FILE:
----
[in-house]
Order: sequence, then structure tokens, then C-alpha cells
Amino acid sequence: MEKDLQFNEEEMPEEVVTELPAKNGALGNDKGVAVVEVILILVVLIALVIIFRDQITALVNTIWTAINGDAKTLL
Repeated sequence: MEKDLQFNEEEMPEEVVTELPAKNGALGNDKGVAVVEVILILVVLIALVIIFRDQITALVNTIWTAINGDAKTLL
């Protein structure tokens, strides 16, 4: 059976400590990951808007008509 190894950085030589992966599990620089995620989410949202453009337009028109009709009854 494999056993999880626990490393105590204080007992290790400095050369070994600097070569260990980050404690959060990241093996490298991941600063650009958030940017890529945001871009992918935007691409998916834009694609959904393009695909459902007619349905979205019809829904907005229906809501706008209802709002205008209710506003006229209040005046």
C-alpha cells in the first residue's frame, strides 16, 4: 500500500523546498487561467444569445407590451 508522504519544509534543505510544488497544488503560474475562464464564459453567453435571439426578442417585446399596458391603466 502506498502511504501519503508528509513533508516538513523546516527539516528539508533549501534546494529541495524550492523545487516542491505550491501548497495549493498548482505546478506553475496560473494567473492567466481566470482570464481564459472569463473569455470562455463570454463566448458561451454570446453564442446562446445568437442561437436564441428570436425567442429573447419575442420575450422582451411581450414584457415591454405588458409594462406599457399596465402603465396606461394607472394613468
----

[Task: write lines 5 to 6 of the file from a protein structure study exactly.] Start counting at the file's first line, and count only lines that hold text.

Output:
């Protein structure tokens, strides 16, 4: 059976400590990951808007008509 190894950085030589992966599990620089995620989410949202453009337009028109009709009854 494999056993999880626990490393105590204080007992290790400095050369070994600097070569260990980050404690959060990241093996490298991941600063650009958030940017890529945001871009992918935007691409998916834009694609959904393009695909459902007619349905979205019809829904907005229906809501706008209802709002205008209710506003006229209040005046």
C-alpha cells in the first residue's frame, strides 16, 4: 500500500523546498487561467444569445407590451 508522504519544509534543505510544488497544488503560474475562464464564459453567453435571439426578442417585446399596458391603466 502506498502511504501519503508528509513533508516538513523546516527539516528539508533549501534546494529541495524550492523545487516542491505550491501548497495549493498548482505546478506553475496560473494567473492567466481566470482570464481564459472569463473569455470562455463570454463566448458561451454570446453564442446562446445568437442561437436564441428570436425567442429573447419575442420575450422582451411581450414584457415591454405588458409594462406599457399596465402603465396606461394607472394613468